But Rural Metro was also listening to similar overtures from Baltimore-based Yellow Transport Inc., a multimodal provider of specialized transport services. And in the end, the courtee got the two courters together.
They [Metro] introduced me to Yellow, and all of a sudden, someone [Yellow] was at my door, saying, We want to buy you.
Yet, even while he was about to sell his company, Groedel never considered walking away with his cash. First, there was the fact that he wouldnt make enough from the sale (which he declined to identify) to retire. At just 41, he has two small children, and says, Ive grown accustomed to a nice lifestyle.
He also was sure his specialized knowledge would be essential to making the new joint venture work.
I knew that the business was still at a state that it required the owners involvement. You need a fairly established, mature business in order to be able to walk away from it, in a mature industry. Our industry is still a new one, he says, and his stand-alone company had neither the maturity nor sufficient management infrastructure to allow him to walk away cold.
Perhaps most important, he was excited by the new owners vision. It essentially boiled down to using Provide-a-Ride as the first local model for integrating alternative transport services into the ambulance business around the country, under a joint venture called HealthRide (the local operation has about 140 employees, about 60 more than before Groedel sold it).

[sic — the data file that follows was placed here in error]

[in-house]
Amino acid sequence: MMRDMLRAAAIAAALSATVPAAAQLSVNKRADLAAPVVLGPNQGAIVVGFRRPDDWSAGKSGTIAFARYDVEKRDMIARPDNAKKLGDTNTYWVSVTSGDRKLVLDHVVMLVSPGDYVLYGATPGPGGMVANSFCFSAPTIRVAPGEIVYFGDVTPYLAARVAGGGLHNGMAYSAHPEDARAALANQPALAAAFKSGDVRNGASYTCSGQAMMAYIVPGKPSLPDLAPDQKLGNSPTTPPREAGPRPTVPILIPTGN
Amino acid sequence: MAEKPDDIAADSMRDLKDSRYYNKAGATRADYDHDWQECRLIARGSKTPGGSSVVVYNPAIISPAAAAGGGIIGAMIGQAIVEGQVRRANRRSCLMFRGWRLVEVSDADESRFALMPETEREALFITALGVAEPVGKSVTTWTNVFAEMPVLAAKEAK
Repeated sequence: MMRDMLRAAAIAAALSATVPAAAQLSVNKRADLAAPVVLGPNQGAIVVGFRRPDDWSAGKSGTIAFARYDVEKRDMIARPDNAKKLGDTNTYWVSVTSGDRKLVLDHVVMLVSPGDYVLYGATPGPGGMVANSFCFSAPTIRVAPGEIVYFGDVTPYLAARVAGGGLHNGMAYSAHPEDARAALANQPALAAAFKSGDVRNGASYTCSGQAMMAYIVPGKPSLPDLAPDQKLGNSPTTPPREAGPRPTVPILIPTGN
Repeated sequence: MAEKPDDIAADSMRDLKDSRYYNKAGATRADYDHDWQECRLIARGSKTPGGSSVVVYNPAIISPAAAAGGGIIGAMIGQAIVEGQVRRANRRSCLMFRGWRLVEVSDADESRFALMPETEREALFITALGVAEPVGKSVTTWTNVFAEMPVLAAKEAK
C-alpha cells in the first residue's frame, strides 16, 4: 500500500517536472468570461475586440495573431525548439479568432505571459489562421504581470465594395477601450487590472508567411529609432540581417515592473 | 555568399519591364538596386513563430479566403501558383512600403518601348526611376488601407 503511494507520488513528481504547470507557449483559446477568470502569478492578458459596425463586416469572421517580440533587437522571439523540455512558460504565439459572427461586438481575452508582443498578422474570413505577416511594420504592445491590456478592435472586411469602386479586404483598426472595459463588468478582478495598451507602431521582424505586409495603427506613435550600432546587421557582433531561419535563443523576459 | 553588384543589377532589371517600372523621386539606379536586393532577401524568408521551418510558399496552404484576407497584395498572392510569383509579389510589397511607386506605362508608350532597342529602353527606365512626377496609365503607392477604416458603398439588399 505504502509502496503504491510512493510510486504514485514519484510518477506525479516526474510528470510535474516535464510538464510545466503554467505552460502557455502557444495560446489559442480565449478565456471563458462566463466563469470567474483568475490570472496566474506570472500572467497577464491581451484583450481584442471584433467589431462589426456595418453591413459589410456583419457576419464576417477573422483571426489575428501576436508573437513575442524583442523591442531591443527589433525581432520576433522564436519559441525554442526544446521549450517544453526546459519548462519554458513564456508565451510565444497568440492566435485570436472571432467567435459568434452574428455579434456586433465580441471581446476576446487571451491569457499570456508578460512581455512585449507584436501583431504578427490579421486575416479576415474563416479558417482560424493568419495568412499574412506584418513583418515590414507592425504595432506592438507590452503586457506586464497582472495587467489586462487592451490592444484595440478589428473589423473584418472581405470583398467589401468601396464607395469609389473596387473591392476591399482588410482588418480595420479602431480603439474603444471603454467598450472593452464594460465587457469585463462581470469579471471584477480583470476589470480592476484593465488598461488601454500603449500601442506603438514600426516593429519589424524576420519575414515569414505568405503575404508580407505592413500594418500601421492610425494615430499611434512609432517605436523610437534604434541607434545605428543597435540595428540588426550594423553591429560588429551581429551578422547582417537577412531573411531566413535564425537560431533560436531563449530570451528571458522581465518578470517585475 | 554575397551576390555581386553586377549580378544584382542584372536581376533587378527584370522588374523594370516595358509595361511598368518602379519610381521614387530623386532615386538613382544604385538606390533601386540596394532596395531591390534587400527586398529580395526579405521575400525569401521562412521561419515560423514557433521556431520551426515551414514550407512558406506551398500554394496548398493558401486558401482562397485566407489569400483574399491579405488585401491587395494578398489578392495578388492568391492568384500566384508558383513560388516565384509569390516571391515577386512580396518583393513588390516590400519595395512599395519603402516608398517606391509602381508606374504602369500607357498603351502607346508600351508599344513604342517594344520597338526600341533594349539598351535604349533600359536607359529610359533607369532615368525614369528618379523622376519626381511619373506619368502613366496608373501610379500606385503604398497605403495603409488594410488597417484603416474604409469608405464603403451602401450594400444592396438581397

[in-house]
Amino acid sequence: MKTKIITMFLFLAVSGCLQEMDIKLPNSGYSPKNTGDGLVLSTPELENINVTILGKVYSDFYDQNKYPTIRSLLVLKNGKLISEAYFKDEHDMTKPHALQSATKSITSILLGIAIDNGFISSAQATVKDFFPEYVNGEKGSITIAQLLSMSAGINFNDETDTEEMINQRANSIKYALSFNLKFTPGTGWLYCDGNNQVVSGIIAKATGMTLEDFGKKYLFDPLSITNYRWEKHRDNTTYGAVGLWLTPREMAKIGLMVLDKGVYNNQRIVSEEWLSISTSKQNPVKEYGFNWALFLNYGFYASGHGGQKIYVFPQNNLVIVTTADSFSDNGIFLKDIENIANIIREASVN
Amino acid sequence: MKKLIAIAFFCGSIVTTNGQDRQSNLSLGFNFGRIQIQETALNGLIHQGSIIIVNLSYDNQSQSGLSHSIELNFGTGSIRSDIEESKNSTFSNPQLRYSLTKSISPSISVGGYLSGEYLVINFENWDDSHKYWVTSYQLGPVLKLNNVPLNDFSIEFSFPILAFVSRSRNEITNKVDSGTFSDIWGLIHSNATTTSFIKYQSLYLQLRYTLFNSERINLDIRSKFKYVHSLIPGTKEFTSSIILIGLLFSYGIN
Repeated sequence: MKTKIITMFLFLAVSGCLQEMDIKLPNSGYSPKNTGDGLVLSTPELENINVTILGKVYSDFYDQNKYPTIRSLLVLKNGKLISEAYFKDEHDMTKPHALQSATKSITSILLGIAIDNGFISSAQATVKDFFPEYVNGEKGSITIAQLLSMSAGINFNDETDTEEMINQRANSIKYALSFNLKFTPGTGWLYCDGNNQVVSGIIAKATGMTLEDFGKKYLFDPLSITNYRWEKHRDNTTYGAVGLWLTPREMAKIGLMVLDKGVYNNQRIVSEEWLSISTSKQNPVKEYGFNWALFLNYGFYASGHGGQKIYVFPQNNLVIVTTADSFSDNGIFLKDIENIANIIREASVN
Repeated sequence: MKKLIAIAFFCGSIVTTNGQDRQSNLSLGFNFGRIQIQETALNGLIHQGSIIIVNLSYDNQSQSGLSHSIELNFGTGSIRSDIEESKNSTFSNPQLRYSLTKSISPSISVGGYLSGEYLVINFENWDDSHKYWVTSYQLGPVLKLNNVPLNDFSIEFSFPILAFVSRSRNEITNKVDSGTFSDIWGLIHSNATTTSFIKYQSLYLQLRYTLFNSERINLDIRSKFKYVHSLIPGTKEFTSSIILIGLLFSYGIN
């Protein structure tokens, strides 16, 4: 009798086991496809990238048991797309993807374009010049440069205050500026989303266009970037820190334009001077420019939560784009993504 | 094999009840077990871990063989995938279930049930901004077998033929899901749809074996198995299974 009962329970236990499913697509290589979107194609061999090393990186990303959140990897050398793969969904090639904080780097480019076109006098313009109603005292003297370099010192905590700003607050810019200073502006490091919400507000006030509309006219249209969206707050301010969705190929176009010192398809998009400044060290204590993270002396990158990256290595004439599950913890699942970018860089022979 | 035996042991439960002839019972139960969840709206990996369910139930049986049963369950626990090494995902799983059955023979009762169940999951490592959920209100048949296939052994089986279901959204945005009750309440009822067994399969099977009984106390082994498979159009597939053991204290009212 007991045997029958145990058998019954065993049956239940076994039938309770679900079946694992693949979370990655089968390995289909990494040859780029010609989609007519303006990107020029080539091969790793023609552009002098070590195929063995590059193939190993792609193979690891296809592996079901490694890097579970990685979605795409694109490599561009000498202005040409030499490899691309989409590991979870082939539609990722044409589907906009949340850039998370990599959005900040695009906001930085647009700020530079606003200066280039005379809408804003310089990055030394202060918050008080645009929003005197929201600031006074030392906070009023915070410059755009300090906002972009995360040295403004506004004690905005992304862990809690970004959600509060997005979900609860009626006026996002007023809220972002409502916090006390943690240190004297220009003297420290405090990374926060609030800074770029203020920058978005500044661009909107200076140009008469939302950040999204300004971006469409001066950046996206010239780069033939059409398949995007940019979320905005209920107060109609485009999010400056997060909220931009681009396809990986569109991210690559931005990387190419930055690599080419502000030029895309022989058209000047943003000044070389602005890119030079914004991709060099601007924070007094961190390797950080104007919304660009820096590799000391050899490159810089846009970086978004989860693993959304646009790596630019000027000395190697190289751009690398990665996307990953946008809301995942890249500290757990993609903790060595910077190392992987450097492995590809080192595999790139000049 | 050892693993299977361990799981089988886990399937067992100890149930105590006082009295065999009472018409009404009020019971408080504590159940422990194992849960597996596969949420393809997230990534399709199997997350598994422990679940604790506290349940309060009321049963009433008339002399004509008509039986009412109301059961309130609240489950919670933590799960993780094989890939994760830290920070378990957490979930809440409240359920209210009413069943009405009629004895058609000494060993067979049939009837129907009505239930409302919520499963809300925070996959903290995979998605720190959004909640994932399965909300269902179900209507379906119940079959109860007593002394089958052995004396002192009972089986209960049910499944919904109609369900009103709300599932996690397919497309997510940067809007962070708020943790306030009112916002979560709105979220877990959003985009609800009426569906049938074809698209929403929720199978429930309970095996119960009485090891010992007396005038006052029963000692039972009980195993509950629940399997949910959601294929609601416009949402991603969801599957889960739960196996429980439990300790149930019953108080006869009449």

The new owners tantalizing pitch to Groedel, as he puts it, was, We plan on growing your business five-fold, and Rural Metro wants to duplicate it across the country, and youre [still] involved. So I was anxious to be tied up with these guys.
Only one problem: That would change the sale negotiations markedly. Rather than simply seeking the highest price for his company, Groedel now had to be careful to structure the deal more as one between two future partners, even if one was, in truth, working for the other.
Its amazing how quickly a sale like this changes the nature of the conversation, Groedel says. Youre not merely trying to get the most for your business, but youre also trying to strike the proper tone for a continuing relationship. So the parties have to watch how they treat each other at the negotiation table. It was all the more important that everything was exactly as you said it was.
It was here that he had the luck of the family draw: a lawyer brother with a background in securities transactions. Howard Groedel, of the law firm of Ulmer & Berne, was once a securities attorney in the enforcement division of the Securities and Exchange Commission in Washington, chasing down bad guys, as he puts it.